C-section Scar Cream

C section scar cream

Nowadays advancing scientific developments have made a variety of scar-diminishing or fading creams accessible. These creams should be applied as soon as your scar has externally healed. The main ingredient of these creams is silver sulfadiazine. ‘Fade out’, ‘no scars’, ‘no marks’ etc are a few to name in the long list of such scar creams.

You can try creams with vitamin E or over-the-counter creams having cocoa butter in an effort to reduce the appearance of your scar, however, please keep your expectations real. No scientific studies back the effect of these creams on the appearance of the scar. Also, if you are breastfeeding, do exercise caution.

10 Tips For Speedy C-section Scar Healing

It is very important to take good care of your baby as well as yourself after getting discharged from the hospital. Following are 10 tips for C-section scar care.

1. Avoid too much rest

Do not rest for too long as excessive resting will make you tired. Walk for 5 to 10 minutes as it increases blood circulation and speeds up the recovery process. Increase your walk span day by day. It will keep constipation, pneumonia, and blood clots at arm’s length.

2. Say ‘no’ to strenuous work

Strictly avoid strenuous work like jogging, weight lifting, bicycle riding, and aerobic exercises. Do it only after your doctor recommends to do. Stay away from sit-ups or any exercises where your belly suffers pressure.

3. Support your abdomen

Hold your abdomen when you have to cough or sneeze. Stand and walk carefully and use a good posture. Coughing puts pressure on the incision and can even cause its rupture. While coughing, hold a pillow against the incision line as this will support the belly and will also lessen the associated pain.

Find out how to reduce Tummy after C section here

4. Shower


You can shower, but make sure you keep the dab dry on the incision line after you are done with the shower. Do not rub soapy water against the incision line instead allow the water to drip down. Hygiene also assumes a very important part in a speedy c–section scar healing.

5. Bleeding

Some amount of vaginal bleeding will be present, even if you have a c-section. This is absolutely normal. Never use tampons or douche. However, sanitary pads can be much safer, and make sure you change them every few hours for hygiene reasons.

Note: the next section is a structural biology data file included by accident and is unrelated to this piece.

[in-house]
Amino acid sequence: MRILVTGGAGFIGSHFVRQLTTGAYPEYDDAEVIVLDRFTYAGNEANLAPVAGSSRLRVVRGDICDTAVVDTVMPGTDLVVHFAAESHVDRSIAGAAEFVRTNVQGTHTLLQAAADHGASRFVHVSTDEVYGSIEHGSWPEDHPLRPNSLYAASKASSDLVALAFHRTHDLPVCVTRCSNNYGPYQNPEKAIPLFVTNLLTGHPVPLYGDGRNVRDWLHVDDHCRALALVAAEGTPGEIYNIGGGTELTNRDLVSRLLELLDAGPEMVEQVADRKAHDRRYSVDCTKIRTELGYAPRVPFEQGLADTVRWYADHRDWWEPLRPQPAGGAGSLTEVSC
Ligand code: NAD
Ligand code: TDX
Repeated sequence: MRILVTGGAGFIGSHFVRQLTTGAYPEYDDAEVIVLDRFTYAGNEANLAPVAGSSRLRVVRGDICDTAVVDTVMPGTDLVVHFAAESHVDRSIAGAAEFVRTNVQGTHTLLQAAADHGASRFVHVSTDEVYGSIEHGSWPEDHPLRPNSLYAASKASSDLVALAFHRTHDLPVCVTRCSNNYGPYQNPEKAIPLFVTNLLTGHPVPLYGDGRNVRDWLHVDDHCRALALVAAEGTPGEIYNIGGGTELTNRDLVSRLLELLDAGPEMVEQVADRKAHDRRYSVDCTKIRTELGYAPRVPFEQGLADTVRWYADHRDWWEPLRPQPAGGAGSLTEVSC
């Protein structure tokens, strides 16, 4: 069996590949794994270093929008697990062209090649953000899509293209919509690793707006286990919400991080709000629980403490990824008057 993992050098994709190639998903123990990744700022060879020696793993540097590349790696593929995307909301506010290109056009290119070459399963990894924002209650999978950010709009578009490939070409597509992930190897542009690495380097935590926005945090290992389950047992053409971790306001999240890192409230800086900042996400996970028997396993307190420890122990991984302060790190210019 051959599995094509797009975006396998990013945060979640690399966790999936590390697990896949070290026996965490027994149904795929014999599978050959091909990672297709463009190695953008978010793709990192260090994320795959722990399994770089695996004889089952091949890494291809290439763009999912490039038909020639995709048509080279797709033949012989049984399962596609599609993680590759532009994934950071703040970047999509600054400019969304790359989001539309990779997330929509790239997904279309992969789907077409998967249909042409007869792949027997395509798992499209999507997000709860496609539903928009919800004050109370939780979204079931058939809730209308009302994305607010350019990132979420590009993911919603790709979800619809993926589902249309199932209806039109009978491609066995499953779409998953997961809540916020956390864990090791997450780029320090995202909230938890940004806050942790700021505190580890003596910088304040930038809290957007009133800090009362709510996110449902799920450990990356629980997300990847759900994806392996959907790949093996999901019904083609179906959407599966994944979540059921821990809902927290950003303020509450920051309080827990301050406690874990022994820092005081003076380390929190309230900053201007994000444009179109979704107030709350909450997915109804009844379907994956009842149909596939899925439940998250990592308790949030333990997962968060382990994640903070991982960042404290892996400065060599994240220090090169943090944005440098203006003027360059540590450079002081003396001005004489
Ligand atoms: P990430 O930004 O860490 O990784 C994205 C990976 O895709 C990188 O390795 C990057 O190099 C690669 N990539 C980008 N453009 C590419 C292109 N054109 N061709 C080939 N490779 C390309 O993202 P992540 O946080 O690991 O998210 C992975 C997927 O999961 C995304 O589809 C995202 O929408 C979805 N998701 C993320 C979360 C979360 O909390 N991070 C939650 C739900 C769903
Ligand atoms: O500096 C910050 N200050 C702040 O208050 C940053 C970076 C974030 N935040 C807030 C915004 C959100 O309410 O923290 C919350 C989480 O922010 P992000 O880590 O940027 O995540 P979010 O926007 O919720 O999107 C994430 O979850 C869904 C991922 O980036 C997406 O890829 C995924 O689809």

6. Getting back to work

If you are a working woman, wait till 6 weeks post-surgery and seek a doctor’s advice before resuming work again. This is very important if the work requires standing up for long hours.

7. Sexual relations

Normally sex should be avoided for at least 6 to 8 weeks till the scar is fully healed. Your apprehensions about sex life after delivery have been answered here.

8. Eat well

home remedy for Diarrhea

Take a balanced and healthy diet that is rich in micronutrients and minerals. Take fresh fruits and green vegetables. Include milk in your daily diet plan. If you experience any digestive ailments, take low fatty and bland diet such as plain rice, toast, broiled chicken, fresh yogurt, etc.

9. Drink plenty of water

Take plenty of fluids as it relieves the passage of stools and checks constipation. Water will also help you produce ample breast milk and expedite the healing process. Initially, there will be little problem in your regular bowel movements. That’s perfectly fine and normal after abdominal surgery. If you notice constipation for a couple of days, ask your doctor for a mild laxative.

10. Ask for pain relief medications

The doctor may prescribe a heating pad, pain-relieving drugs like ibuprofen, acetaminophen (Tylenol), or other medications to relieve the pain. Not to worry, the doctor will prescribe the medicines that are safe for breastfeeding mothers. However, refrain from popping in OTC medications unless prescribed by the doctor.

Read about C-section bleeding and breastfeeding here.

Have a speedy recovery and wonderful motherhood.


1. How Long Does It Take For A C-Section Incision To Heal?

On average, it takes about 4 to 6 weeks for a C-section incision to heal completely. During this time, the incision site may gradually close, the scar will form, and the surrounding tissues will heal. However, individual healing times can vary, so it’s important to follow your healthcare provider’s instructions.

2. Can I Put Coconut Oil On My C-section Scar?

It is generally safe to apply coconut oil to a healed C-section scar as it can provide moisture and promote skin health. However, it’s always best to consult with a healthcare professional for personalized advice.

Editorial Team,

With a rich experience in pregnancy and parenting, our team of experts create insightful, well-curated, and easy-to-read content for our to-be-parents and parents at all stages of parenting.Read more.